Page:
If you know what Bitcoin is and have been following its development, you've probably heard the news. Stock exchanges have begun to take bitcoins seriously. This looks like a breakthrough, especially considering the fact that the NYSE now uses Bitcoin-like mechanisms when issuing securities. What is more, the NYSE has even announced the launch of the first bitcoin index (NYXBT). Isn't that a sign that the currency has been accepted at the highest levels of world economy?
But it's only one side of a coin. The real issue is the inner problems of the Bitcoin project. And they simply can't be ignored if the system is to scale up and continue to work. The Bitcoin architecture itself has some features that will eventually become major hurdles as Bitcoin popularity continues to grow. If these fundamental restrictions are not addressed, Bitcoin may practically cease to exist.
The first and most important problem is the number of transactions it can complete within a certain timeframe. To understand this problem, you need to know how the Bitcoin system works. Clients send each other different sums of money. There's a common list of money transactions (known as "Bitcoin public ledger"), where all such transfers are recorded and verified using the miners' signatures. The transactions are not recorded individually, though. Instead, they are added to the ledger in bulk -- approximately every 10 minutes or so. And here's the rub: each block has a size limitation, which is currently set at 1Mb. This limitation was set by Bitcoin founder Satoshi Nakamoto with the purpose of protecting the system from abuse.
Due to this limitation, only so many transactions per second (TPS) can occur. Some simple math shows that the maximum Bitcoin TPS capacity is 7. In practice, 3 TPS is more realistic. While it wasn't a problem in the beginning, today the typical capacity is already at 1.3 TPS. If the trend continues, next year the system won't be able to process the increasing amount of transactions and will simply grind to a halt.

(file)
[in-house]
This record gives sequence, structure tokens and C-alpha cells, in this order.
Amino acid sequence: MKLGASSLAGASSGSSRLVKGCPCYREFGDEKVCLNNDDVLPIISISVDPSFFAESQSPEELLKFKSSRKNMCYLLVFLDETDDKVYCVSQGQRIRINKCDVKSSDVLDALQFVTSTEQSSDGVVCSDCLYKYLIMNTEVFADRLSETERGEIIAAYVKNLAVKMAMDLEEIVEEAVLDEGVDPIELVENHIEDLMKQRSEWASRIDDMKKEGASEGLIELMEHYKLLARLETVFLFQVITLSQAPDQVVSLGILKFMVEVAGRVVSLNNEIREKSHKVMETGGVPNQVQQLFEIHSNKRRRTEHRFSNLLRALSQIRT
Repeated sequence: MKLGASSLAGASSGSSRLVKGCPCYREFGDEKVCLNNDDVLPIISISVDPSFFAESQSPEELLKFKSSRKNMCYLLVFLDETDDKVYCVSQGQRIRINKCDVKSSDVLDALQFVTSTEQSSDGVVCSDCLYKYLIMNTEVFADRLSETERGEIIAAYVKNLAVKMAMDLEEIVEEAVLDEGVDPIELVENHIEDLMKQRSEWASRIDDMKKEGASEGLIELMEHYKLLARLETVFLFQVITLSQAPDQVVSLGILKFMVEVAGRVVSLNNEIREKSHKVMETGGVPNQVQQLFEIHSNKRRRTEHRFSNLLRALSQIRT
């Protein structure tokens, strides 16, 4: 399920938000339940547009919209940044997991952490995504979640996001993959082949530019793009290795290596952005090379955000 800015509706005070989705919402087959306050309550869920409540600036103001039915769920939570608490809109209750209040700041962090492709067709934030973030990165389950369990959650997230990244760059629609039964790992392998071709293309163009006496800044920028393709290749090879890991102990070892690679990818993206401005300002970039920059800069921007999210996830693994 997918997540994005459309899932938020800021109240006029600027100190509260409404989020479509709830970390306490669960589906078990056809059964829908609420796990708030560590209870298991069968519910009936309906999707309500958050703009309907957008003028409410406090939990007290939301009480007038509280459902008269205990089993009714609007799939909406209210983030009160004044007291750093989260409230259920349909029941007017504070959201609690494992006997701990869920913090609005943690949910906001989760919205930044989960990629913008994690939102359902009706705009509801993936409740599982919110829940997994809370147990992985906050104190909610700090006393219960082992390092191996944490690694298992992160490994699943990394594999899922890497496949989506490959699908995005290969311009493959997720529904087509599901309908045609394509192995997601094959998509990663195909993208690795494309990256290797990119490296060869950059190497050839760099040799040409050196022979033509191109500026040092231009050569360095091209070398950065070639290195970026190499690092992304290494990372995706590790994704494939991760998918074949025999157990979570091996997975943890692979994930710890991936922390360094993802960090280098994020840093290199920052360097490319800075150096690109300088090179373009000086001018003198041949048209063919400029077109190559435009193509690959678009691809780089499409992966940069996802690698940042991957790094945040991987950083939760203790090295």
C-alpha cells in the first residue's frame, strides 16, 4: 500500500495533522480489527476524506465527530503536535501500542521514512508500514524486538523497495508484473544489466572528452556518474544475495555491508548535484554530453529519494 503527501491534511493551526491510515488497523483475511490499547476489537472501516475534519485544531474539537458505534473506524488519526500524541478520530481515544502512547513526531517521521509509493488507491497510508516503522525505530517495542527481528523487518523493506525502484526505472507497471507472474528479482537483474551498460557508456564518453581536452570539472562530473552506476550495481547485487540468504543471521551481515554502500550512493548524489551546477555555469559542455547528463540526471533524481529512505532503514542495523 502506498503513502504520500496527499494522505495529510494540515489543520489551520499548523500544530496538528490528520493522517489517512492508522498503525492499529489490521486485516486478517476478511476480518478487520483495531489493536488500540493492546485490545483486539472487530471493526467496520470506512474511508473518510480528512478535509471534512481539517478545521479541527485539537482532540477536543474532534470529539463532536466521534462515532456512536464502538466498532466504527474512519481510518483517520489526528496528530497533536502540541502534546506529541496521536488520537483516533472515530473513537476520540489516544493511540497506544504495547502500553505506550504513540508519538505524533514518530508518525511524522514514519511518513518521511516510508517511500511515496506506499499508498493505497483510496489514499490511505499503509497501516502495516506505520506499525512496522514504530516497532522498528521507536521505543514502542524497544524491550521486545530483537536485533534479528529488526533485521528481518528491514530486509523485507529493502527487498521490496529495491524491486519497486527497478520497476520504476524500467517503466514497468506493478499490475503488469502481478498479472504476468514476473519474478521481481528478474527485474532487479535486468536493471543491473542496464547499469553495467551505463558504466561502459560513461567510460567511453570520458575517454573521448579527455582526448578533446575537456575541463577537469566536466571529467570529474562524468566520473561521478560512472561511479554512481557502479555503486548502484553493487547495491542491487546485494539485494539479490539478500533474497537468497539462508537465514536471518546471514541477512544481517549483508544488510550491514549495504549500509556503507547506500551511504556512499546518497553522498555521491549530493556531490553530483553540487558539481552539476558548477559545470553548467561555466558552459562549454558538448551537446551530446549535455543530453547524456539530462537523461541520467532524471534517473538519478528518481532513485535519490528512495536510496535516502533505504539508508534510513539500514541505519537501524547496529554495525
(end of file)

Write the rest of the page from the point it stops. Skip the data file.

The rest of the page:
The most obvious solution to this problem is to raise the limit. Gavin Andersen, one of the current leaders of the Bitcoin movement, claims that this is possible. The limitation can be increased up to 20 Mb at the moment without serious problems to the system. However, if further increases in capacity are required, the miners' technical capabilities would most likely have to catch up first.
And now we've come to the second big problem, which is even more serious than any technical limitations. Today, the Bitcoin project is controlled by technicians and computer scientists -- a group of enthusiasts who can do whatever they want with the crypto-currency. The sources are open: if you don't like anything, just fork it away!
This way of development follows into the footsteps of the Linux project. While working great for Linux itself, this methodology may not be an ideal match for Bitcoin. With Linux, users are free to install any update any time they like. With Bitcoin, serious technical solutions (like raising the TPS) require almost synchronous software update on every user's computer. If you don't update, you fall out of Bitcoin's favor, and your transaction won't be accepted. It's easy to see how a situation like this may lead to a serious crisis, as thousands of people, companies and organizations depend on proper Bitcoin functioning.
In other words, the processes within the Bitcoin system should be regulated, and relying on a group of enthusiasts for that is probably not the best option. In my view, the best strategy is to establish a non-profit regulatory organization that would include all the interested parties. The Bitcoin Foundation does not fit this role, as it is in trouble with the authorities in the US, where the foundation is headquartered, and even among the members of the organization there's no unity.
To sum it up, I'd say that the creation of such an organization should therefore be the primary goal of the entire Bitcoin community.